"Because Your loving kindness is better than life, my lips will praise You. So I will bless You as long as I live; I will lift up my hands in Your name" Psalm 63:3-4

OF ALL places, David's wilderness experience became his teacher in learning the worship of God. Devoid of the rich symbols of the tabernacle and all its rituals, David learned to worship God filled with faith. With this, I remember the ER nurse who remarked that a lot of people prayed more and really prayed when in the ICU than when in the church sanctuary! Yes, for many of us, our worship is made meaningful by our prayers when we are outside of the sanctuary.

David's wilderness experience was also David's ‘brokenness’ experience. God turned it into a holy encounter that helped him face the crises of life. Warren Wiersbe wisely said ... "it is our regular worship that prepares us for the crisis experiences of life"

The wilderness experience made David even long for worship with God's people in the tabernacle. In the wilderness of Judea, God taught David to worship. It was the time when Absalom rebelled against him which led to his banishment from the pinnacle of power into a lifestyle of powerlessness in the wilderness, only to discover that it was an appointment to meet the all-powerful One!

Let us learn the lessons that David learned. Let us savor the insights and struggle with the application of the lesson. It is not a quick course ... it is a long and low-profile journey of obedience.

In the wilderness, God restored David's thirst for God. Power allows a subtle addiction that overcomes one’s thirst for God. God, in His sovereignty, allowed a wilderness experience for David to spare him from the total loss of spiritual appetite for God. God showed Himself very personally to David. In the wilderness, we can see at least four lessons which David learned. The wilderness taught David desperation. It was not about lacking wealth or lacking political backing that would lead to a great embarrassment to his throne. Desperation was about his true spiritual condition. The Lord showed him what was really happening inside his heart. David saw the canker that had helplessly invaded his spiritual life, to the point that he no longer desired to worship God. If you can see what is really going on inside of you, you will understand what desperation is all about ... you will see what godless self-sufficiency looks like ... as described by John Eldredge. Almost simultaneously, the wilderness formed within David a solid conviction that resulted to a clear and determined choice to depend upon God!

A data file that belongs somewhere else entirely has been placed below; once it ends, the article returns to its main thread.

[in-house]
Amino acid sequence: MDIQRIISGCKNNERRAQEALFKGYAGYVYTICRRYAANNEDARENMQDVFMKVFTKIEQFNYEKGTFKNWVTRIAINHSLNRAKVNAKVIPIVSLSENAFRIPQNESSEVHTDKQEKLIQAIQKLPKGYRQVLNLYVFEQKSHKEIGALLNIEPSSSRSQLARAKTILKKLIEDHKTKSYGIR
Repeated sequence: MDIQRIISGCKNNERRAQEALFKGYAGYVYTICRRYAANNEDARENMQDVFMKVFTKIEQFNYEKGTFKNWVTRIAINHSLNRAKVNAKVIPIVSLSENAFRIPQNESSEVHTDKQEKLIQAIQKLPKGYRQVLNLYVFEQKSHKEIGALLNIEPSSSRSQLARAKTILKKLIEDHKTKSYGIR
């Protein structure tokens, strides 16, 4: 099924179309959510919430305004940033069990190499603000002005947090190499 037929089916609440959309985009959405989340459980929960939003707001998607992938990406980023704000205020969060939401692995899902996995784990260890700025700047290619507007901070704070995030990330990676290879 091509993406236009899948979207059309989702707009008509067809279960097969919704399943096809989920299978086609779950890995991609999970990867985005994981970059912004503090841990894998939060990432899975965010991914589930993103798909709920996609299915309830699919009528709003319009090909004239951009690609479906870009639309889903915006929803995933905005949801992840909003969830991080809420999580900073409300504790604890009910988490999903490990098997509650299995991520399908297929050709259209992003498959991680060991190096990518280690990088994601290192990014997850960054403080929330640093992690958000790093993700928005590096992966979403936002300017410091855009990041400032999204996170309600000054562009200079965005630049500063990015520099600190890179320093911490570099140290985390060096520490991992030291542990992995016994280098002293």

Dependence on God is not about your or my expectations about what God should do in our circumstances. Rather, it is a strong faith in God that He will do what is wise in His own sight. It includes a deliberate surrender of my own ways on how God should bail me out from this prison. We do not pray to manipulate God, we pray because we are pleading for God's mercy to help s through this wilderness journey.

The wilderness taught David to delight in God. God is without rival in the wilderness. It radically transformed David's delight over the blessings of God to delighting in God alone. Not trapped by blessings, he now seeks the Giver. Delighting in God is a consequence of being dependent on God. Lastly, the wilderness shaped David's devotion to the Righteous God more than just being right! Out of our nearness to the Righteous One, many become light and nice in dealing with others ... most especially when you are proven right, while most people become a hard-to-live-with self-righteous individual. Reflect on this anonymous Quote "Being right is one of the hardest burdens human beings have to bear and few succeed in bearing up under it gracefully".

Thanks for reading I always write from my heart.